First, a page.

Everyone can fly, but not everything can…
Many jobs have safety equipment in the form of clothing. Doctors wear gloves, construction workers wear hard hats, deep-sea divers wear wet suits. Sometimes attire requirements make less sense. When working at a restaurant, for instance, I was told to remove my eyebrow piercing. It didn’t impact performance, cleanliness, or safety, but I took it off because one, I wanted to keep my job, and two keeping it on wasn’t worth the fight.
Sometimes employees are asked to remove things that are worth the fight. These items do not limit one’s ability to do the job and have great personal value. Take the recent case of a Disney employee who was asked to remove her headscarf, for example. She sued, and she won. Now she can wear her scarf at work. Sometimes the system works.
This isn’t the first time a woman had to fight an American company for her right to wear a headscarf.
In 1995, flight attendant Rose Hamid returned to her job with US Airways after a short leave wearing a headscarf. She was transferred to a position away from public eyes. It was only in 2005 that the airline changed its rule and allowed the wearing of headscarves.
Muslim Americans only make up 0.6 per cent of the population, but everyone in the United States is supposed to have freedom of religion. In most cases, assuming that an article of faith will have no negative impact on job performance, accommodations can be made. So in Malaysia with its religious diversity and 60 per cent Islamic population, it should also be leading the way for tolerance, right?
I travel regularly with MAS and AirAsia, two proudly Malaysian companies. However, I just came to the realisation that their flight attendants never wear hijabs. How could a national airline not include a significant segment of its population? It is not like MAS or AirAsia explicitly say only “non-hijabbed” women can apply. Maybe a Malaysian woman in hijab has never applied? That does not seem statistically possible.
What has kept so many Malaysian women from applying to be flight attendants? Are they simply complacent? Maybe they could learn something from the Disney or US Airways case. Instead of saying, “Oh, I could never do that job because it is not for my kind of person”, say “I can do that job — my way — and they are going to accommodate me because my request is reasonable.” If they are automatically rejected for employment, I would like to hear either airline explain why.
I am not writing to promote hijabs or any other articles of faith. I am simply writing on behalf of choice and what I consider to be reasonable. If a woman wearing a hijab isn’t interested in working on a plane, she shouldn’t apply. If she can’t perform the required tasks of being a flight attendant, she shouldn’t be hired. If a blonde woman with a red hair clip can’t show passengers where the exits are, she shouldn’t be hired either. I looked up the Cabin Staff job requirements for MAS, and it states that applicants should have a “pleasant personality and a genuine passion in customer service.” If an employee can meet these requirements while wearing a hijab, she should certainly be able to compete for the job. Otherwise, this situation is no better than US Airways in 1995.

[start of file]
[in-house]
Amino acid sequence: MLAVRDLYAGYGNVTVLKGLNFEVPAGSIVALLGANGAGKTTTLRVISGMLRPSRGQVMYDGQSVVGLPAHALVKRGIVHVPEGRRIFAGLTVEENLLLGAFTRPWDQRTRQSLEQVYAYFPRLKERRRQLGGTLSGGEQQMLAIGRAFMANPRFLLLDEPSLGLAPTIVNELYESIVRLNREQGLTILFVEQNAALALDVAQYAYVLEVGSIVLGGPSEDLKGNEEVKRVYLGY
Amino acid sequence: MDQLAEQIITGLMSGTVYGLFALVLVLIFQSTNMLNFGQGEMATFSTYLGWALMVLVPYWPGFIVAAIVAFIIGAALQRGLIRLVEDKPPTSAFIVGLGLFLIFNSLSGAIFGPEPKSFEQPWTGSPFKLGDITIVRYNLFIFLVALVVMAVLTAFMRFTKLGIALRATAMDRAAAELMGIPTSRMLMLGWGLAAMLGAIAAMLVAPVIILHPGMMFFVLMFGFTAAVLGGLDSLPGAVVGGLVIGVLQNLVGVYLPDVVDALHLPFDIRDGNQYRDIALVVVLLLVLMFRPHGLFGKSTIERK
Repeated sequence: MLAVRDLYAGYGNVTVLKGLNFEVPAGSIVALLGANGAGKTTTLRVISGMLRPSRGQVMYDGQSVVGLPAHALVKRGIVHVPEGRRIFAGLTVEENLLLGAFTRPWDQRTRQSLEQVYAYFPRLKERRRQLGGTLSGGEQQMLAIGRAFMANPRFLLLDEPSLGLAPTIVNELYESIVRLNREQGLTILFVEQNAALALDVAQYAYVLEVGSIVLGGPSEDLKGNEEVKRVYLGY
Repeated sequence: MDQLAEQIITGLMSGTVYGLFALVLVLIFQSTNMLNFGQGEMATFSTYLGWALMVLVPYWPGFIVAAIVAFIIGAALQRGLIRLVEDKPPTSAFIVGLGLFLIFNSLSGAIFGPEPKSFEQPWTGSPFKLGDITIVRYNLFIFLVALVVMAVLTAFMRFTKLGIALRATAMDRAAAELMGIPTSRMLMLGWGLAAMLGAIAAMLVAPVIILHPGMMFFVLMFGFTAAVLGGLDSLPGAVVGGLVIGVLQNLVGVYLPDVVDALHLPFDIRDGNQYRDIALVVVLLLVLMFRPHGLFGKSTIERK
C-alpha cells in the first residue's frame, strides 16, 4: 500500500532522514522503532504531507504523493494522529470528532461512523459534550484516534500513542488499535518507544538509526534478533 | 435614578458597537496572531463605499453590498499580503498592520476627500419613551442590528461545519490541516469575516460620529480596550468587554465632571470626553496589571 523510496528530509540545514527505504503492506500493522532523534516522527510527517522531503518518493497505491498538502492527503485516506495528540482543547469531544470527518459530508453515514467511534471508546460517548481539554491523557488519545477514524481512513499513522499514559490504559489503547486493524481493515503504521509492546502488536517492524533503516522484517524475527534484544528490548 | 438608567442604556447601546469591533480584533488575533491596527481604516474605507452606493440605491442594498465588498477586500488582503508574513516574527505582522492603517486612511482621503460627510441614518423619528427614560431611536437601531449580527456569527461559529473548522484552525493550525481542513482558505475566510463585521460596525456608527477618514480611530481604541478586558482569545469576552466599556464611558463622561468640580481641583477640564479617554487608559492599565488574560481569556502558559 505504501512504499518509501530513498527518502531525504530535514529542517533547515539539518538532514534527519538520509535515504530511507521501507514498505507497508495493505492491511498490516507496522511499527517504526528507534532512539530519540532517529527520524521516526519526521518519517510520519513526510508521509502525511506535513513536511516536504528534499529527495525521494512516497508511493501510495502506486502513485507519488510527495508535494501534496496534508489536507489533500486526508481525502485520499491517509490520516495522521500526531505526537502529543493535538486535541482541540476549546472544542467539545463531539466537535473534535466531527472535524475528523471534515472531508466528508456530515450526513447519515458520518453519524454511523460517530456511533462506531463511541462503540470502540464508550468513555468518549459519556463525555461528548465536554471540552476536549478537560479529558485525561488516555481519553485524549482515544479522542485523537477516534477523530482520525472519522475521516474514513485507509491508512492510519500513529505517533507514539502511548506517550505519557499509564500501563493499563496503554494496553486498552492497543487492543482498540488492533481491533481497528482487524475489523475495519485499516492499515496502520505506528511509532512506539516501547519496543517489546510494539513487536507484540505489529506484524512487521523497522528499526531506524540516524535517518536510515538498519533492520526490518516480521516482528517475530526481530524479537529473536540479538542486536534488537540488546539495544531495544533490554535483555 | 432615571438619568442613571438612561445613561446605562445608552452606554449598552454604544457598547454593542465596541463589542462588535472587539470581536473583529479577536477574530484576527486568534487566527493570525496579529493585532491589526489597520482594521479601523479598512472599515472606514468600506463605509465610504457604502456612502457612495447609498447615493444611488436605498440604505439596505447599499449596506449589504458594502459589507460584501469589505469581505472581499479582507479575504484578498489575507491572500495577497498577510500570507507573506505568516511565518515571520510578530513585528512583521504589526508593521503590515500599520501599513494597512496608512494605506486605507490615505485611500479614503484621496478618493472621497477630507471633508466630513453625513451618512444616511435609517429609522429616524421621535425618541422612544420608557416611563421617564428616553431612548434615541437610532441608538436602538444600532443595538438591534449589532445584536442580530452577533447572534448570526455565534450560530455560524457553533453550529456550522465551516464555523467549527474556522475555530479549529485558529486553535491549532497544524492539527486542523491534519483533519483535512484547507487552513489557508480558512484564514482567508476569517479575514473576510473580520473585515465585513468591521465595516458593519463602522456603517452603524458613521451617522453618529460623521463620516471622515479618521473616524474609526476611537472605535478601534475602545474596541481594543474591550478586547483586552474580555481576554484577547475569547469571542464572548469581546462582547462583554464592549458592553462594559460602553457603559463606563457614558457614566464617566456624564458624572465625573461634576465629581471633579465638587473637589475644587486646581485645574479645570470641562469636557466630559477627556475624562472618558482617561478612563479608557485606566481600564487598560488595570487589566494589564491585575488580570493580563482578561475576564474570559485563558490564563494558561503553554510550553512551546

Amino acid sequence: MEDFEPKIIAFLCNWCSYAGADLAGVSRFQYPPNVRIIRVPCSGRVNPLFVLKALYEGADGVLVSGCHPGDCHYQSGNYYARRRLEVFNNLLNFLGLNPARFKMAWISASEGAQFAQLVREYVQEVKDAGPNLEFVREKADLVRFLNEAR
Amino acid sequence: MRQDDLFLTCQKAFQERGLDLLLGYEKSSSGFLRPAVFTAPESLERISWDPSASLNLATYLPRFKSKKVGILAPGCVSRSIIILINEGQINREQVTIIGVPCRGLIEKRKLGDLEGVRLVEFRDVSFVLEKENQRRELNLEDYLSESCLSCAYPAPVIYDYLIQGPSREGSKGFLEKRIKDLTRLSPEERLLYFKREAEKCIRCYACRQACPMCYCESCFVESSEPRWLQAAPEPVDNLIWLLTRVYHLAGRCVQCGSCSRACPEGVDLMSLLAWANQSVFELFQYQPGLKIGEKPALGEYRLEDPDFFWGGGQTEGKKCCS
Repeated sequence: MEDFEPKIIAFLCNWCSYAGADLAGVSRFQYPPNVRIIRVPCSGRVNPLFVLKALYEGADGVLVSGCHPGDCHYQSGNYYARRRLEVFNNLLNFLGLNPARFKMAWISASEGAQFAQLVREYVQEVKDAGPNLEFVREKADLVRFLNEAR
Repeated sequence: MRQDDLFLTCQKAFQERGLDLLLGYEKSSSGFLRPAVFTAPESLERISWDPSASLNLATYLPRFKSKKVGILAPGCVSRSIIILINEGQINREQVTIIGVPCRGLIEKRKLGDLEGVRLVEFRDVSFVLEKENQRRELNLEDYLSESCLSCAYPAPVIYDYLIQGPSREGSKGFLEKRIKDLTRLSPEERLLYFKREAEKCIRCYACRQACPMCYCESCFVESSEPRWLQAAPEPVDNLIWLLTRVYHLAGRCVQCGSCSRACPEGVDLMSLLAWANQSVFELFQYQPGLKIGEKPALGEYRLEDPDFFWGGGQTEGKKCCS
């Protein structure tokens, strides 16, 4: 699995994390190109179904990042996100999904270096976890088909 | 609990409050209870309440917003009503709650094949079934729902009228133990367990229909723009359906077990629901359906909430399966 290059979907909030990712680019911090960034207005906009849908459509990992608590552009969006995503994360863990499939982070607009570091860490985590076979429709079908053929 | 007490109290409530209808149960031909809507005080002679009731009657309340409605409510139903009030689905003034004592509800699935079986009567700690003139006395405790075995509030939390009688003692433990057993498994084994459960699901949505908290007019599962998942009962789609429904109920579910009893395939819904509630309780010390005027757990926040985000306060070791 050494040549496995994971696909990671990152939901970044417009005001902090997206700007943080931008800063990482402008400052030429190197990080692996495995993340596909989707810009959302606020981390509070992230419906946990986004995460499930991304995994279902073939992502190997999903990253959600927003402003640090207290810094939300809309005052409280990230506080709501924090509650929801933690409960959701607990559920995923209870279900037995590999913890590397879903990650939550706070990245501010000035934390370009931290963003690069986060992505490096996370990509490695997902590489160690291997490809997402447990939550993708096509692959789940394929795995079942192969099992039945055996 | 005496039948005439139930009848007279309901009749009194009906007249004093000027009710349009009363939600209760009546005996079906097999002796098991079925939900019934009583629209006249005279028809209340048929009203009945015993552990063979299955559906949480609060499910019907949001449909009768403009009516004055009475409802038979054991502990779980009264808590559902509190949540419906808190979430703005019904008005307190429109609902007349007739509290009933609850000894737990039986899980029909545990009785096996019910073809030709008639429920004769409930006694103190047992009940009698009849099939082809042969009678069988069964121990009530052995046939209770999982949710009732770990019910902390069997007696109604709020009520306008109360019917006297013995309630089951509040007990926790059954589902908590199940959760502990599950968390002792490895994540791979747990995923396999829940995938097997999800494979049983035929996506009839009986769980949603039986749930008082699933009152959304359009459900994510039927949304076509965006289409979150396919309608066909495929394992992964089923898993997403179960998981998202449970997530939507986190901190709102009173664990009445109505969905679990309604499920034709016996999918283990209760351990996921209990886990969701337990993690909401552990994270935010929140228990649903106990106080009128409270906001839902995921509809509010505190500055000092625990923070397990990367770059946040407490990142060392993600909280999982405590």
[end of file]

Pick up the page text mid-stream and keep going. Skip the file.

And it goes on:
Airlines in Malaysia already seem to be in the hot seat regarding woman’s rights. For instance, WAO and Sisters in Islam have taken it upon themselves to uncover relevant issues of inequality. Apparently, women can’t be pilots for MAS. It gets worse.
According to a memorandum by the Malaysia Airline System Employees Union, women can’t work after having a third child, or past the age of 40. Meanwhile, male attendants continue to fly past 40 regardless of their number of children. This discrepancy just doesn’t make any sense.
Conservative Muslims also argue that Malaysian airline companies need to dress their employees in a more moderate way. While I don’t agree with a mandatory change for ALL ATTENDANTS, I do think there can be some accommodation for those who want to dress more conservatively. A stylish MAS or AirAsia hijab would work just fine, wouldn’t it? Or are the airlines afraid that, by allowing articles of faith, their flight attendants would lose the “sexiness” factor they think their customers want?
In a developed country like Canada, if a company rejects an employee on the basis of faith, ethnicity, sexual orientation, lawsuits will follow. Many companies go out of their way to hire minorities because they are afraid of being sued or accused of discrimination. Here in Malaysia, companies openly discriminate when putting out applications and race/religion requirements can be blatantly stated (e.g., Malay applicants only). It seems when it comes to flight attendants, some requirements are just understood.
If Malaysia is still serious about being a “developed” country by 2020, some things need to change. Inequality needs to be confronted. This flight attendant example should be contrasted to unnecessary quotas, scholarships and benefits.
We are talking about young girls who can’t dream of working for their country’s airline because they are doing what their family tells them to do to be good and proper. These airlines represent Malaysia to the world. Many transiting visitors only see these companies and the airport.
Why aren’t there more women in hijab working on the airlines? If it is forbidden because it is too risqué of a job and not fit for a good Muslim woman — who is to say that the other Malay flight attendants aren’t good Muslims? Whether it is the company or the individuals, something is wrong here.
By: Colin Boyd Shafer - teaches social science at a college in Kuala Lumpur, Malaysia. Aside from writing/ranting, he concentrates most of his time doing documentary photography, trying to create a dialogue around sensitive issues. You can follow his work at ‘Colinizing Photography’ on Facebook
* The views expressed here are the personal opinion of the columnist / writer.